Systematic Improvization

My teacher, and mental-spiritual-martial art mentor, dr. Ronald ‘Back Horse’ Chavers taught me, between 1980 and 1990, a lot of stuff.

Among the most memorable were: ‘systematically getting lost‘ (in order to discover new things) and ‘systematic improvization’ (all human action is recursive improvising).

Systematic Improvization is similar to totemistic thinking as the Claude Levi-Strauus outlined in his studies on Wild (undomesticated) Thinking (1969 le Pensee Sauvage) and Totemism (1669).

In my MA thesis (full text 1988 in Dutch) on Arts & Craftsmanhip in Ancient Egyptian and Inuit culture I quoted Levi-Strauss on Wild Thinnking and Systematic Improvisation at length:

………There still exists among ourselves an activity which on the technical plane gives us quite a good understanding of what a science we prefer to call ‘prior’ rather than ‘primitive’, could have been on the plane of speculation. This is what is commonly called ‘bricolage’ in French. In its old sense the verb ‘bricoler’ applied to ball games and billiards, to hunting, shooting and riding. It was however always used with reference to some extraneous movement: a ball rebounding, a dog straying or a horse swerving from
its direct course to avoid an obstacle. And in our own time the ’bricoleur’ is still someone who works with his hands and uses devious means compared to those of a craftsman. *

The characteristic feature of mythical thought is that it expresses itself by means of a heterogeneous repertoire which, even if extensive, is nevertheless limited. It has to use this repertoire, however, whatever the task in hand because it has nothing else at its disposal. Mythical thought is therefore a kind of intellectual ‘bricolage’ – which explains the relation which can be perceived between the two.

* The ‘bricoleur’ has no precise equivalent in English. He is a man who undertakes odd jobs and is a Jack of all trades or a kind of professional do-it-yourself man, but, as the text makes clear, he is of a different standing from, for instance, the English ‘odd job man’ or handyman (trans. note).

Like ‘bricolage’ on the technical plane, mythical reflection can reach brilliant unforeseen results on the intellectual plane. Conversely, attention has often been drawn to the mytho-poetical nature of ‘bricolage’ on the plane of so-called ‘raw’ or ‘naive’ art, in architectural follies like the villa of Cheval the postman or the stage sets of Georges Méliès, or, again, in the case immortalized by Dickens in Great Expectations but no doubt originally inspired by observation, of Mr Wemmick’s suburban ‘castle’ with its miniature drawbridge, its cannon firing at nine o’clock, its bed of salad and cucumbers, thanks to which its occupants could withstand a siege if necessary . . .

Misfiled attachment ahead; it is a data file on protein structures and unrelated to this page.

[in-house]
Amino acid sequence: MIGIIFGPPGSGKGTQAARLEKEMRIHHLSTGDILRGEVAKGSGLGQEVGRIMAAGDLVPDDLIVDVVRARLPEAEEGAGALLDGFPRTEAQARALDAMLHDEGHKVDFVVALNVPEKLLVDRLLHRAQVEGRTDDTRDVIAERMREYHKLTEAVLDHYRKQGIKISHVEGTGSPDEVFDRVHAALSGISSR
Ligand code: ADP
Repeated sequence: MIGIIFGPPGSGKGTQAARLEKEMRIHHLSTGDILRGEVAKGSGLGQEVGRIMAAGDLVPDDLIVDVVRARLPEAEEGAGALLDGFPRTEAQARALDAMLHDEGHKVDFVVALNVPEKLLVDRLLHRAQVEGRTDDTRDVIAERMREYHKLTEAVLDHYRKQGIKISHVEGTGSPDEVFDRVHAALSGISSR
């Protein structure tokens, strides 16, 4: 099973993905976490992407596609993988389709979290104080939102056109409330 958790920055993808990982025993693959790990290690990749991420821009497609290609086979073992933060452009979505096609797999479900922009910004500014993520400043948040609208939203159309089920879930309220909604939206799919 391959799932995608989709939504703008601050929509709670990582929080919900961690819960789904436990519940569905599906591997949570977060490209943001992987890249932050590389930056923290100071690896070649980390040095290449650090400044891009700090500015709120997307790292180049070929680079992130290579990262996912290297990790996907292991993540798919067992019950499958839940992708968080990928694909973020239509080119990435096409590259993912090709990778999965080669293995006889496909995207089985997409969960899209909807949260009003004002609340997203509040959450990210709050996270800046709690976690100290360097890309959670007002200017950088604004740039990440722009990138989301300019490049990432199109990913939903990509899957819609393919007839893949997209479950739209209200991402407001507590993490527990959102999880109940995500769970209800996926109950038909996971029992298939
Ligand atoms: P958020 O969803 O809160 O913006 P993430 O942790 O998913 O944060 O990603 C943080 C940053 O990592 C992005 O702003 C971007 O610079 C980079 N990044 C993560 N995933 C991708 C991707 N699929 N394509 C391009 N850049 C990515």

The analogy is worth pursueing since it helps us to see the real relations between the two types of scientific knowledge we have distinguished. The ‘bricoleur’ is adept at performing a large number of diverse tasks; but, unlike the engineer, he does not subordinate each of them to the availability of raw materials and tools conceived and procured for the purpose of the project. His universe of instruments is closed and the rules of his game are always to make do with ‘whatever is at hand’, that is to say with a set of tools and materials which is always finite and is also heterogeneous because what it contains bears no relation to the current project, or indeed to any particular project, but is the contingent result of all the occasions there have been to renew or enrich the stock or to maintain it with the remains of previous constructions or destructions. The set of the ‘bricoleur’s’ means cannot therefore be defined in terms of a project (which would presuppose besides, that, as in the case of the engineer, there were, at least in theory, as many sets of tools and materials or ‘instrumental sets’, as there are different kinds of projects). It is to be defined only by its potential use or, putting this another way and in the language of the ‘bricoleur’ himself, because the elements are collected or retained on the principle that ‘they may always come in handy’. Such elements are specializedup to a point, sufficiently for the ‘bricoleur’ not to need the equipment and knowledge of all trades and professions, but not enough for each of them to have only one definite and determinate use. They each represent a set of actual and possible relations; they are ‘operators’ but they can be used for any operations of the same type……..